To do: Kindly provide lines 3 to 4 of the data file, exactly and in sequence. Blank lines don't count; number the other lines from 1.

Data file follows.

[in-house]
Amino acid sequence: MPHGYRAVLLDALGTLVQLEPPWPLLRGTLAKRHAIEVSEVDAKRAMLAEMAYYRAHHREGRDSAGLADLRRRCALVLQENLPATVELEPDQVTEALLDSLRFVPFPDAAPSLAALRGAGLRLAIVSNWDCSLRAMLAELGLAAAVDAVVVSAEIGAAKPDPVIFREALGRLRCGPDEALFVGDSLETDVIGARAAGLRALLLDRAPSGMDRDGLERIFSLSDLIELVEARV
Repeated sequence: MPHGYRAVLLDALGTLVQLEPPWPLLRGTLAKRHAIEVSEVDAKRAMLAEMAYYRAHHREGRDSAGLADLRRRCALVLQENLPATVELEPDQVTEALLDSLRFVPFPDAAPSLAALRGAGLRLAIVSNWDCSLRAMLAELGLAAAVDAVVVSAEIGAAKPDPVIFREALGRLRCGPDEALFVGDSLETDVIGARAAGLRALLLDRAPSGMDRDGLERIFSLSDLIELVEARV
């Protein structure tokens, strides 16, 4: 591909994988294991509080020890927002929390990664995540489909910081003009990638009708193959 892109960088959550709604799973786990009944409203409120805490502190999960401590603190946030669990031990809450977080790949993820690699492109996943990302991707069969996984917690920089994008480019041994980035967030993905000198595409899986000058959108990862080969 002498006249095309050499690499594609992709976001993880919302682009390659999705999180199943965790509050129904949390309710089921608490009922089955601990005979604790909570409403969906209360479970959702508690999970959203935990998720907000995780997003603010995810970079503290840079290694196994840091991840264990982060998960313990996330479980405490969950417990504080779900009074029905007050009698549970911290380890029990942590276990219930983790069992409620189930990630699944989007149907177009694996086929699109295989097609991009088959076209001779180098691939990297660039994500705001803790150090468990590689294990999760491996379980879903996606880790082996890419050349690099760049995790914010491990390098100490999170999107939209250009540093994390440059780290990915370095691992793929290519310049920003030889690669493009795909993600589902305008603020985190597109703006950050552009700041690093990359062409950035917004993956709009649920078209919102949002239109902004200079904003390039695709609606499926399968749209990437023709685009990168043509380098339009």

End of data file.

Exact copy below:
Repeated sequence: MPHGYRAVLLDALGTLVQLEPPWPLLRGTLAKRHAIEVSEVDAKRAMLAEMAYYRAHHREGRDSAGLADLRRRCALVLQENLPATVELEPDQVTEALLDSLRFVPFPDAAPSLAALRGAGLRLAIVSNWDCSLRAMLAELGLAAAVDAVVVSAEIGAAKPDPVIFREALGRLRCGPDEALFVGDSLETDVIGARAAGLRALLLDRAPSGMDRDGLERIFSLSDLIELVEARV
């Protein structure tokens, strides 16, 4: 591909994988294991509080020890927002929390990664995540489909910081003009990638009708193959 892109960088959550709604799973786990009944409203409120805490502190999960401590603190946030669990031990809450977080790949993820690699492109996943990302991707069969996984917690920089994008480019041994980035967030993905000198595409899986000058959108990862080969 002498006249095309050499690499594609992709976001993880919302682009390659999705999180199943965790509050129904949390309710089921608490009922089955601990005979604790909570409403969906209360479970959702508690999970959203935990998720907000995780997003603010995810970079503290840079290694196994840091991840264990982060998960313990996330479980405490969950417990504080779900009074029905007050009698549970911290380890029990942590276990219930983790069992409620189930990630699944989007149907177009694996086929699109295989097609991009088959076209001779180098691939990297660039994500705001803790150090468990590689294990999760491996379980879903996606880790082996890419050349690099760049995790914010491990390098100490999170999107939209250009540093994390440059780290990915370095691992793929290519310049920003030889690669493009795909993600589902305008603020985190597109703006950050552009700041690093990359062409950035917004993956709009649920078209919102949002239109902004200079904003390039695709609606499926399968749209990437023709685009990168043509380098339009």